The Department of Basic Education did not convincingly demonstrate that its list of non-negotiables to prevent the spread of Covid-19 will be in place by next Wednesday when the phased re-opening of schools start, says Equal Education (EE).
This after the department presented its Covid-19 basic education sector plan that would see the phased-in resumption of schooling with tentative dates being 4 May for teachers and 6 May for the first group of pupils – grades 7 and 12, News24 reported.
According to EE, the department presented plans on its broad intentions but failed to provide crucial detail on what was in place.
“Many questions remain about how basic education authorities will ensure that schools in poor and working class communities are prepared to mitigate the health risks and to support the teaching of children who have been [and continue to be] unable to learn from home due to factors such as a lack of access to the internet, to devices, or to electricity,” it said in a statement.
The organisation added it was deeply disappointed by the implications of the phased re-opening of schools as the national school nutrition programme (NSNP) had not been addressed.
“The department’s failure to consider reactivating the NSNP and to engage with these alternatives jeopardises children’s health and nutritional needs.
“The department must explain how the conditional grant, which usually funds the NSNP, is being used. It is a requirement of the grant that that money is used for school meals,” EE said.
With respect to the 3 500 schools requiring emergency water provisions, the department plans to provide mobile toilets.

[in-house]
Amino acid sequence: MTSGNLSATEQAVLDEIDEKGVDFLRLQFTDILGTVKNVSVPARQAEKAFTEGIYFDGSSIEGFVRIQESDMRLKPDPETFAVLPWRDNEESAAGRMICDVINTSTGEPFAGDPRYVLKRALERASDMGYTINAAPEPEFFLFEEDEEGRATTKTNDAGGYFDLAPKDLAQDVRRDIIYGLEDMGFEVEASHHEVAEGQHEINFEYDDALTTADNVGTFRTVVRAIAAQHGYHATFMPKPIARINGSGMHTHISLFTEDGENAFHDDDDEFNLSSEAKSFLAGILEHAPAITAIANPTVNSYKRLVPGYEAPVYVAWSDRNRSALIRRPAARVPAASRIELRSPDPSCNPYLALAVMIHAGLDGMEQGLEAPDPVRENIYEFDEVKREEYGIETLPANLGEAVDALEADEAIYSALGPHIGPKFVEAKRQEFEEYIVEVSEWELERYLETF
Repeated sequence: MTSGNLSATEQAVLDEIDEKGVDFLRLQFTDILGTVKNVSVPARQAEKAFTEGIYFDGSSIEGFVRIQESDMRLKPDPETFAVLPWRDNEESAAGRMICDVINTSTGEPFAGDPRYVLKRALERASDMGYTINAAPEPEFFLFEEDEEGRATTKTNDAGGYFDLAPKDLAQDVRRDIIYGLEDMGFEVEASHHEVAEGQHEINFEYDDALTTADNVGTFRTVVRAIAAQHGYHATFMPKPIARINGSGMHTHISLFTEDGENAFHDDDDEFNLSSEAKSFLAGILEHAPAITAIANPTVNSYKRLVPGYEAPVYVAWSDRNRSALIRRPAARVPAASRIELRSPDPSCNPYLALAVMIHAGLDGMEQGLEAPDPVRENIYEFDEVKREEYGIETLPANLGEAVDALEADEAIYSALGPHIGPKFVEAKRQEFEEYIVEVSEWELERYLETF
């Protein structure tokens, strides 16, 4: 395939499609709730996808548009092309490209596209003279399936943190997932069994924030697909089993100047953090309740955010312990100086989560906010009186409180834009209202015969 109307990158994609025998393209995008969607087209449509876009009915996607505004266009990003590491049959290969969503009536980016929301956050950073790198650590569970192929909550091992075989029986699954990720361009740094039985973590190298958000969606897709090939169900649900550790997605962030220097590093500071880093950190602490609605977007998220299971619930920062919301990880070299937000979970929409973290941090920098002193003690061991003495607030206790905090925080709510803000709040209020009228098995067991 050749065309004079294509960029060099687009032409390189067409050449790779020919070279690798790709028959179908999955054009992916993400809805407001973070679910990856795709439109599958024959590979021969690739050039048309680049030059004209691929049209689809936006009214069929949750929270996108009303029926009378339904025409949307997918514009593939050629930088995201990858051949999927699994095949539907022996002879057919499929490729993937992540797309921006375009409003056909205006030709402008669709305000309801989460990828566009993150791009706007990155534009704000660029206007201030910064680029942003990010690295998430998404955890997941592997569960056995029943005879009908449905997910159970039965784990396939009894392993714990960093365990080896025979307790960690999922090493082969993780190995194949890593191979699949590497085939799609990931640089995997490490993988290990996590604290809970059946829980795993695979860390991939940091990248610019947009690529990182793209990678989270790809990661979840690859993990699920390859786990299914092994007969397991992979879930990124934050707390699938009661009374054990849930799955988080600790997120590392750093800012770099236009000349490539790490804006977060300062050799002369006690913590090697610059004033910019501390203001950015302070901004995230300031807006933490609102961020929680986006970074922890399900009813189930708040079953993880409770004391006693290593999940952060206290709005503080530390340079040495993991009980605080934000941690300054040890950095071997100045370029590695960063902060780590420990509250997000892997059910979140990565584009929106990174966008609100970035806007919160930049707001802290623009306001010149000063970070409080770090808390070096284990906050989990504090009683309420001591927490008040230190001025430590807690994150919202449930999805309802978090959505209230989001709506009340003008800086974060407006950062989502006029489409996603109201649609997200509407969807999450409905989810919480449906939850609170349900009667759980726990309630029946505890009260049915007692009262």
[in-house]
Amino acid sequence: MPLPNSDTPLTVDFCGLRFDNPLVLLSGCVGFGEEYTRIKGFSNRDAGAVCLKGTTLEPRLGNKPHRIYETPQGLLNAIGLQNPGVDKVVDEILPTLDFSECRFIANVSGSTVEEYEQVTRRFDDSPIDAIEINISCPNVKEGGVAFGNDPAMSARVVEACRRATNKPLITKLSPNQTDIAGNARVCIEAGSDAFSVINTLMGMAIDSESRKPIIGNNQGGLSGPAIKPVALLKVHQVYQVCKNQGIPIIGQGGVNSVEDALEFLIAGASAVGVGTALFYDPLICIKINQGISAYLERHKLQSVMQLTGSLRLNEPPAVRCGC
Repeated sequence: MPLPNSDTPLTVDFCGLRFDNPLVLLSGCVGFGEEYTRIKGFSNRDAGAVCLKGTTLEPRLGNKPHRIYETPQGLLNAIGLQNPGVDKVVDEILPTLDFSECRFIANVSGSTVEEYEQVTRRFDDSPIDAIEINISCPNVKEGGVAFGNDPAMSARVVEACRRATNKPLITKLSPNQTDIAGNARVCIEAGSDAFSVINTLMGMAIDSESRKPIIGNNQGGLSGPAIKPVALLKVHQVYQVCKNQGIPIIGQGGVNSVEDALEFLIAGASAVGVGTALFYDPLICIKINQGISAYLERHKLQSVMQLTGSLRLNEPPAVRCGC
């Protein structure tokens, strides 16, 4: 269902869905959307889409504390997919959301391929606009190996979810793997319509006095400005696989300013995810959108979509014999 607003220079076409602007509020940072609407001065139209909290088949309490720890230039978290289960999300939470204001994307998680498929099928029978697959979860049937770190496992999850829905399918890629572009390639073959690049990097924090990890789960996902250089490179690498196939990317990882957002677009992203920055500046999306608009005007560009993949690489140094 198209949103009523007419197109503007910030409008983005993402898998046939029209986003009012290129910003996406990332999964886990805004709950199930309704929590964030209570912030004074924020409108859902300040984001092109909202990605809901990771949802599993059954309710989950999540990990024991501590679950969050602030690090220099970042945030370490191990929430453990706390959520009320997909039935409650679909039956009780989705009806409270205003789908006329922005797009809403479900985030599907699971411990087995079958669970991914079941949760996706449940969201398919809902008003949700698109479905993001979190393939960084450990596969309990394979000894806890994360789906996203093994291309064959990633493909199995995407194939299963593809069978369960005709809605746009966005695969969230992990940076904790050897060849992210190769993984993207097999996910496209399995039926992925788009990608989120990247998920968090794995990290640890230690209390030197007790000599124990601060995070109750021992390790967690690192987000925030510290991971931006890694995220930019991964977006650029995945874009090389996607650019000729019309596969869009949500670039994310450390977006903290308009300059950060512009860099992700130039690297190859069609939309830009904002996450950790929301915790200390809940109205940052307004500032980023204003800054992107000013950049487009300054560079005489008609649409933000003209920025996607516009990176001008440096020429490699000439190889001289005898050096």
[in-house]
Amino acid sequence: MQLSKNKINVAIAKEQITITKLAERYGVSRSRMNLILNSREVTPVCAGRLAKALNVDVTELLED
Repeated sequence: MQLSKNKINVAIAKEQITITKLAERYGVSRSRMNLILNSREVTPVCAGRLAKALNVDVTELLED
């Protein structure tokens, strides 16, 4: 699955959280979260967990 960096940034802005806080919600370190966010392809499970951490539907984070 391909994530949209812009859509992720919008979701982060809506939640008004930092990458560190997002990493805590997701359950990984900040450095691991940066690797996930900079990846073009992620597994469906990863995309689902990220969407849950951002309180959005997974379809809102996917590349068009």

EE, however, said the department should provide comprehensive information on the implementation of these emergency measures.
It expressed concern about the burden of responsibility to provide masks to pupils in quintile four and five schools, which would later fall on parents.
Schools in quintiles one, two and three have been declared no-fee schools, while schools in quintiles four and five are fee-paying schools.
“There are, however, many children from low-income households attending quintile four and five schools, and a number of schools that are erroneously classified as quintile four and five schools,” EE said.
“The failure to provide masks to these children would be a severe omission.”
EE noted the plans did not outline how social distancing rules would be enforced, saying, for example, the department had placed a limit of 40 pupils per classroom but some schools were overcrowded
“To mitigate this, the department has proposed the provision of mobile classrooms. But it is unclear whether an assessment has been conducted to determine exactly how many schools need additional rooms, and whether those schools have received mobile classrooms.”
In addition, the plans did not mention the opening of school hostels.
“This will impact learners who currently attend residential schools far from home and has a particular impact on learners with disabilities attending special schools,” EE said